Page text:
Recently I've came up with an idea to make a compressor that records traversal of suffix tree. Nodes from the same parent would form a list, so unary coding would be perfectly feasible - with K elements alphabet the maximum number of flags per byte would be K - 1 (or K if we use additional flag to mark the end of data), but I expect the average number of flags per byte to be only a few. Time complexity would be O(N * K) where N is the input size.

The question is however about internal representation of suffix tree. There is a very old article of Mark Nelson: http://marknelson.us/1996/08/01/suffix-trees/ He is using the Ukkonen's on-line algorithm for building suffix trees that I also want to employ. However he is using unlinked hashmap instead of siblings list (so traversal is very inefficient) and his data structures seems somewhat reduntant.

Mark Nelson use following structures:

Node - at most 2 * N nodes:

4 bytes - suffix index

Edge - at most 2 * N edges, but hash table is 10 % larger than 2 * N:

4 bytes - index of starting character

4 bytes - index of ending character

4 bytes - index of origin node

4 bytes - index of ending node

Input - size N (of course):

1 byte - input symbol

The total size of suffix tree is: 2 * N * 4 + 2 * N * (4 + 4 + 4 + 4) + N = 8 * N + 32 * N + N = 41 * N bytes, that's a lot and doesn't even include things like parent pointer (which could be needed as I explain later).

My proposal is to integrate edges into nodes. Their number is almost equal (every different node has different incoming edge except root node).

I would want to use following structures:

Node - at most 2 * N nodes:

4 bytes - index of next (less recently used) sibling

4 bytes - index of first child

4 bytes - index of first character of incoming edge

4 bytes - suffix index

Input - size N (of course):

1 byte - input symbol

The total size of suffix tree is now: 2 * N * (4 + 4 + 4 + 4) + N = 32 * N + N = 33 * N bytes, so that's better. If we add parent pointer then we need 41 * N bytes.

(As a side note: another idea came up to my mind now: we could save similiar amount of memory with slight modification of Nelson's structures. We can use two types of edges: edges that goes to internal nodes and edges that goes to leafs. Edges that goes to leafs do not need index of ending character nor index of ending node - as that node's suffix is not used and set to -1 by default. Still, efficient traversal is impossible without augmenting structures with additional indexes)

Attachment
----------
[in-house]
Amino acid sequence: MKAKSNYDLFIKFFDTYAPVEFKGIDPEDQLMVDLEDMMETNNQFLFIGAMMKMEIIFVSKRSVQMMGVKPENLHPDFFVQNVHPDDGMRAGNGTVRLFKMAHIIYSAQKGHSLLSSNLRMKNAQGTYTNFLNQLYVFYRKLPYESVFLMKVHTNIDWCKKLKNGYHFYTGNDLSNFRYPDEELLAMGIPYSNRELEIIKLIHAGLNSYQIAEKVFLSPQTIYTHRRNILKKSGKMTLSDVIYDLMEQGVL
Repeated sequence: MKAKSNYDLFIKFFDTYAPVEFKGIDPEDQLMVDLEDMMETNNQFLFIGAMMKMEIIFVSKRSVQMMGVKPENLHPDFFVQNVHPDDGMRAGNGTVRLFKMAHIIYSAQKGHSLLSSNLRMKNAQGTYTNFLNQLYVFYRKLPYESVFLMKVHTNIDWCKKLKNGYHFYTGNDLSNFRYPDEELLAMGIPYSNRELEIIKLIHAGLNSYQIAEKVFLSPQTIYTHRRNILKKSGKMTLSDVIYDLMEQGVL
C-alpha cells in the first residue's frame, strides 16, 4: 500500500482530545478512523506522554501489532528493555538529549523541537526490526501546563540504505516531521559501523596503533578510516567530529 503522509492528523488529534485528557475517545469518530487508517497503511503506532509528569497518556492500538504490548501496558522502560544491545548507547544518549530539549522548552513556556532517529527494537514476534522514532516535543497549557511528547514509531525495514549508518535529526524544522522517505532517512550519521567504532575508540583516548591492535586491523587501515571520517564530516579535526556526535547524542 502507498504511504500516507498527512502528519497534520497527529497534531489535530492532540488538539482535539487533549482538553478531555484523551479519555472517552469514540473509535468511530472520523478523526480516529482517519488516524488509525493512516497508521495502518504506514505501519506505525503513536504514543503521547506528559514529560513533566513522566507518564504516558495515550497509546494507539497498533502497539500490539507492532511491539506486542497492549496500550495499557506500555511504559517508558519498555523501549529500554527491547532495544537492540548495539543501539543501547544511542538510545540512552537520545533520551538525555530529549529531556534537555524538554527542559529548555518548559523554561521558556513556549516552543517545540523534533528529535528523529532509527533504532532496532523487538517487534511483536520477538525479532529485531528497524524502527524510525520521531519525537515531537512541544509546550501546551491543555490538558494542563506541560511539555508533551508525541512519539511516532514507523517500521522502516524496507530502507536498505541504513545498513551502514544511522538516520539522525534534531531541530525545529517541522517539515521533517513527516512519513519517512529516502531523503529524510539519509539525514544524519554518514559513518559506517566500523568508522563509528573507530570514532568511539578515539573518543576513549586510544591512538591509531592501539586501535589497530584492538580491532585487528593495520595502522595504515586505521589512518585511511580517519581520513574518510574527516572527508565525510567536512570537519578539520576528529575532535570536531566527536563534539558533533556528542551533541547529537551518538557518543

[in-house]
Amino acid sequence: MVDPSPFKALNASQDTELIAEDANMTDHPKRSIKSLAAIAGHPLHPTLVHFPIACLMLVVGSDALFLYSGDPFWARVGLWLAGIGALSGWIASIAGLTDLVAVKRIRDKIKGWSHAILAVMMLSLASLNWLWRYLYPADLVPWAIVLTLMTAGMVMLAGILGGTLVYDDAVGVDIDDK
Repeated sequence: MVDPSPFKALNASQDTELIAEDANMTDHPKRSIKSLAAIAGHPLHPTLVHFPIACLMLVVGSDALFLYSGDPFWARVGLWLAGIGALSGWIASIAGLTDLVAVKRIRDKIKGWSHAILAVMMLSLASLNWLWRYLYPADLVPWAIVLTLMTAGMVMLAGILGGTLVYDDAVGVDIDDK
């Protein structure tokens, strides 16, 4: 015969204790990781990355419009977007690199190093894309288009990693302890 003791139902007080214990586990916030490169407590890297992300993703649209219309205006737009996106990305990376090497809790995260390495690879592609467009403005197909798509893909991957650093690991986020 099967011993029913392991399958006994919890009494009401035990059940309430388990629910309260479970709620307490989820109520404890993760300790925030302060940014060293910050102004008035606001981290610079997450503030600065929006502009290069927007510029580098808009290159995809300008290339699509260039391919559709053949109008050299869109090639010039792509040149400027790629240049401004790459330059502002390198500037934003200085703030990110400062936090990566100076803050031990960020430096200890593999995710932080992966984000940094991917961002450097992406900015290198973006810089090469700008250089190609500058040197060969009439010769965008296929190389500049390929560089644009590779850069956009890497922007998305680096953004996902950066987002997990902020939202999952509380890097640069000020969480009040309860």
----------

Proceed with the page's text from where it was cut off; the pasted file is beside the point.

Now: how do we know the index of last character of incoming edge in my scheme? There are two cases:

1. We are at leaf, so the last character of incoming edge is the last character of input (that's the property of leaf in suffix tree). We know that current node is a leaf if it has no children. (As a side note: we can use similar modification like in Nelson's approach: we can use two types of nodes: one that is an internal full node and one that is a leaf node, so suffix index is not necessary. Both leaves and internal nodes numbers are bounded by N, so we can shave 4 bytes from leaves).

2. We are at internal node and we need to 'magically' retrieve the last character index. In order to do that, at traversal of every edge we can update the index of first character of that edge to index of last occurence of such character. Additionally, when we have a match at some node, then we make that node a head of children list of its parent. After doing that we know that the index of first character of incoming edge of first children of a particular node is immediately following the index of last character of incoming edge of that node (lots of "of"'s here, I know my English is not very good).

1. What do you think about it? Could that work? Maybe I've missed (or messed up) something.

2. Is anybody familiar with sliding suffix tree implementation of Jesper Larsson (placed at: http://larsson.dogma.net/research.html) and could tell quickly if my space saving technique would be feasible to implement in it? I've skimmed over his description (in his doctoral thesis) of sliding suffix trees and they are using parent pointers - adding parent pointers should not impose any serious problems, I think.

PS:

I've found one obstacle. If we follow a suffix link we will end up in a internal node which can be first child of its parent. If that is the case then we must update the incoming edge of that parent parent. If it turns out that this parent is also first child of its parent, then we need to update the edges recursively. I don't know (yet?) how it will impact the computational complexity.